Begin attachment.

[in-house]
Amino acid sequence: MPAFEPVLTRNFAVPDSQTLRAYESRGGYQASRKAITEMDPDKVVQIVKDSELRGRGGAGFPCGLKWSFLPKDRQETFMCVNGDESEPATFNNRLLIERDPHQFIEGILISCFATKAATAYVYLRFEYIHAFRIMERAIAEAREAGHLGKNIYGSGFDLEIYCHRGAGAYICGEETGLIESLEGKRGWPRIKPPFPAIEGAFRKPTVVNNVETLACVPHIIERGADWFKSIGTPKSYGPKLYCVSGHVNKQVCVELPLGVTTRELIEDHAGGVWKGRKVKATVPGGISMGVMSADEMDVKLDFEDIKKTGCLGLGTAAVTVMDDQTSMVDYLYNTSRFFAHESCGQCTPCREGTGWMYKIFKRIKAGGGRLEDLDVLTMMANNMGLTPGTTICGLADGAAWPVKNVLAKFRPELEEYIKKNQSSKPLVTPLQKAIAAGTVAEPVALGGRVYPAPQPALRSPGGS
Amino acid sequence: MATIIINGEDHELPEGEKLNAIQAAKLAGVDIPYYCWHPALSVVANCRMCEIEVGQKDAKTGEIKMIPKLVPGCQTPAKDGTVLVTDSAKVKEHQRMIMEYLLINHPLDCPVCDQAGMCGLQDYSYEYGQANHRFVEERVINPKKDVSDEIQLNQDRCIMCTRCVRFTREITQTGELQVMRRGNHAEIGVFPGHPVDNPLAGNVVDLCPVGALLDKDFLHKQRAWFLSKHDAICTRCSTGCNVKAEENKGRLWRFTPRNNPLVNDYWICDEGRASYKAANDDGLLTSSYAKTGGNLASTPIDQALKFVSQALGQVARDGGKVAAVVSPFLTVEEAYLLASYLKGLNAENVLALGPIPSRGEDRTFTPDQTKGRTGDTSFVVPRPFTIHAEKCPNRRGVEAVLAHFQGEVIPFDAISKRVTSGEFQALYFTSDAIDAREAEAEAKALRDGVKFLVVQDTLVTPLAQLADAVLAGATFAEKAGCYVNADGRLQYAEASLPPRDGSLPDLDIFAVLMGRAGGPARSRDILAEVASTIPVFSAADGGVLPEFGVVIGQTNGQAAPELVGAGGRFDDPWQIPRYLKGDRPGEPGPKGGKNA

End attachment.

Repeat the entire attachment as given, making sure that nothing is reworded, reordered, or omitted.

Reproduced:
[in-house]
Amino acid sequence: MPAFEPVLTRNFAVPDSQTLRAYESRGGYQASRKAITEMDPDKVVQIVKDSELRGRGGAGFPCGLKWSFLPKDRQETFMCVNGDESEPATFNNRLLIERDPHQFIEGILISCFATKAATAYVYLRFEYIHAFRIMERAIAEAREAGHLGKNIYGSGFDLEIYCHRGAGAYICGEETGLIESLEGKRGWPRIKPPFPAIEGAFRKPTVVNNVETLACVPHIIERGADWFKSIGTPKSYGPKLYCVSGHVNKQVCVELPLGVTTRELIEDHAGGVWKGRKVKATVPGGISMGVMSADEMDVKLDFEDIKKTGCLGLGTAAVTVMDDQTSMVDYLYNTSRFFAHESCGQCTPCREGTGWMYKIFKRIKAGGGRLEDLDVLTMMANNMGLTPGTTICGLADGAAWPVKNVLAKFRPELEEYIKKNQSSKPLVTPLQKAIAAGTVAEPVALGGRVYPAPQPALRSPGGS
Amino acid sequence: MATIIINGEDHELPEGEKLNAIQAAKLAGVDIPYYCWHPALSVVANCRMCEIEVGQKDAKTGEIKMIPKLVPGCQTPAKDGTVLVTDSAKVKEHQRMIMEYLLINHPLDCPVCDQAGMCGLQDYSYEYGQANHRFVEERVINPKKDVSDEIQLNQDRCIMCTRCVRFTREITQTGELQVMRRGNHAEIGVFPGHPVDNPLAGNVVDLCPVGALLDKDFLHKQRAWFLSKHDAICTRCSTGCNVKAEENKGRLWRFTPRNNPLVNDYWICDEGRASYKAANDDGLLTSSYAKTGGNLASTPIDQALKFVSQALGQVARDGGKVAAVVSPFLTVEEAYLLASYLKGLNAENVLALGPIPSRGEDRTFTPDQTKGRTGDTSFVVPRPFTIHAEKCPNRRGVEAVLAHFQGEVIPFDAISKRVTSGEFQALYFTSDAIDAREAEAEAKALRDGVKFLVVQDTLVTPLAQLADAVLAGATFAEKAGCYVNADGRLQYAEASLPPRDGSLPDLDIFAVLMGRAGGPARSRDILAEVASTIPVFSAADGGVLPEFGVVIGQTNGQAAPELVGAGGRFDDPWQIPRYLKGDRPGEPGPKGGKNA